Hand-cyclist comes home to chase world record | News | Pittsburgh | Pittsburgh City Paper

Hand-cyclist comes home to chase world record

Squirrel Hill’s Attila Domos looks to make history on October 6

click to enlarge Hand-cyclist comes home to chase world record
CP photo: Jared Wickerham
Attila Domos handcycles around the Highland Park bike track.

On a sun-splashed September day, Attila Domos rides endless laps on his hand cycle at the Bud Harris Cycling Track in Highland Park. Like a jockey urging on a thoroughbred racehorse, he pumps the hand pedals, willing himself around a half-mile loop.

This exercises’ monotony is occasionally excruciating, but necessary for his quest. Starting at 5 p.m., October 6, Domos will attempt to break the world record for most miles hand-cycled in 24 hours.

“It's totally brutal,” says Domos. “After 12 hours, that's when it really gets hard. Your body wants to quit, your brain wants to quit, and they both agree you should quit.”

Domos is not a quitter. In 1993, a fall left him paralyzed from the waist down just after his band, Big Bad Wolf, signed a contract with a Cleveland record label. This Squirrel Hill native has since devoted himself to hand-cycling, writing a self-published memoir, Because You Shouldn't Be Afraid to Chase Your Dreams, and releasing solo records. 

Two years ago, he unofficially broke the world record (403.8 miles) by 3.9 miles at the Bud Harris loop, but it didn’t count because of the track's banked turns. Last year, Domos traveled to Borrego Springs, Calif., for another attempt at the record.

A series of mishaps — including his bike being shipped to a Mexican border town, and a bladder infection — doomed that effort. “Everything went wrong in Borrego Springs,” Domos says. “I totally appreciate now how hard it is, whether it's the Pirates, the Penguins, or the Steelers, to go on the road and win. There are so many distractions.”

click to enlarge Hand-cyclist comes home to chase world record
CP photo: Jared Wickerham
Attila Domos handcycles around the Highland Park bike track.

Domos thinks trying to break the record at home will make a difference. With the help of former WTAE news anchor Wendy Bell, he’s garnered numerous sponsors. His mechanics and support staff will be on hand. Two film crews will document the attempt. And Uber's test track is the perfect venue to break the record because of its pristine condition and wide left turns (and one right-hand turn) that will make it easy for Domos to maintain his speed.

But according to Kenny Bestine, a member of Domos' support crew and a fellow hand-cyclist, weather conditions — rain or high temperatures will make Domos’ task more difficult — are minor considerations compared to the mental stress.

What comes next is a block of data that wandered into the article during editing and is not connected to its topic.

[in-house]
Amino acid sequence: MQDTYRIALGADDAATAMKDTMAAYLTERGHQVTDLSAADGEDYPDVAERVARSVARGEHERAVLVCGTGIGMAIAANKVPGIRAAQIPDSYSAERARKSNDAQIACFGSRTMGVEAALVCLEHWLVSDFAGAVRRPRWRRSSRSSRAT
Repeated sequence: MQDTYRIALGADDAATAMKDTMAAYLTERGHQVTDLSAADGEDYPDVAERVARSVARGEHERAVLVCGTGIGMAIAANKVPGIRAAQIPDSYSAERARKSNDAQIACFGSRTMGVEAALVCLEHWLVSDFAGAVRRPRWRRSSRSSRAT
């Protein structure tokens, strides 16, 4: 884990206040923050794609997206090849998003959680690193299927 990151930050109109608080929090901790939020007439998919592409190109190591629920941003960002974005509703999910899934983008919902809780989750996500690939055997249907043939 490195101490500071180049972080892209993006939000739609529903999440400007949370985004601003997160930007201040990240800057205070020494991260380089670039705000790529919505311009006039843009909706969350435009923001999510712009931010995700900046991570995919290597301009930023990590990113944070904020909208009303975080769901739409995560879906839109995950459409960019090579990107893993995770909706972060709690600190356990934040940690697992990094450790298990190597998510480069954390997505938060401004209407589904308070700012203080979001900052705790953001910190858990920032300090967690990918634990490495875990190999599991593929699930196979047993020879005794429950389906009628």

Think about how exhausted one feels after driving 400 miles. Imagine cycling the same distance while attempting to do something no one else has done before. Bestine compares the first pursuit of any world record to jumping into a pool and being shocked by cold water. On a second try, the shock is anticipated, but the adjustment is no easier.

“The first attempt, he gave away a piece of himself, whether he knows it or not,” Bestine says. “When he tried it out West, he gave away another piece of himself. He's going to face that mental part of it again. … He's either going to eat the bear, or the bear is going to eat him.”

Danny Chew, a legendary Pittsburgh cyclist who twice won the Race Across America, says Domos must average at least 18 mph in order to break the record. He must limit time off the hand cycle to no more than 15 minutes during the entire 24-hour trial or risk losing momentum.

“He has to be able to get through the mental highs and lows,” says Chew, who was paralyzed during a freakish bicycle crash in Ohio two years ago. “It’s tough to stay awake and he has to work through the tough hours of the night. I think because he’s a night owl and he usually doesn’t get up until noon, starting at 5 p.m. is a better idea."

For the mental challenge of the race, Chew advises breaking the race into chunks of around 50 miles apiece.

“When I was in the Race Across America, I was just worried about getting to the next state-line border,” Chew says. “There were 10 states, so you only do about 300 miles until you get to the border of the next state. Then when you get there, you set a new goal to get out of that state.”

It's nearly impossible to train for 24 hours of anything. It's beyond impractical get ready for 24 hours on a hand-cycle. To get to the Bud Harris Track in his low-slung bike, Domos has to dodge potholes, pedestrians, and careless drivers. He's been cursed and laughed at, and worst of all, ignored.

A disaster is one distracted driver away. “I don't rely on anyone to see me,” Domos says. “You do that [and] you're asking to get hit, and that's what happens to a lot of bicyclists. But I feel totally safe."

Domos has adjusted his training regimen since Borrego Springs, doing more work with weights. He thinks the “home-track” advantage will be significant. Despite a broken-foot injury form a couple of months ago, his fitness is peaking at the right time.

Bestine is optimistic Domos can achieve his goal. “The fact that he's going to try to do it again, that, to me, means he's ready,” Bestine says.

Domos will counteract the inevitable mental fatigue with mathematics. His mind will automatically log the miles and hours: an 18-mph pace will yield 432 miles and a comfortable margin of error; a 17-mph per pace, 408 miles, a mere five-mile cushion. A good start is essential because it will be hard to make up time. Asked how he rates his chances on a scale of 1-10, he answers “11.”

“If you want to break a record, you have to jump on it early and hold on for dear life,” Domos says, “because you will die as you go along.”

Follow featured contributor Rege Behe on Twitter @RegeBehe_exPTR

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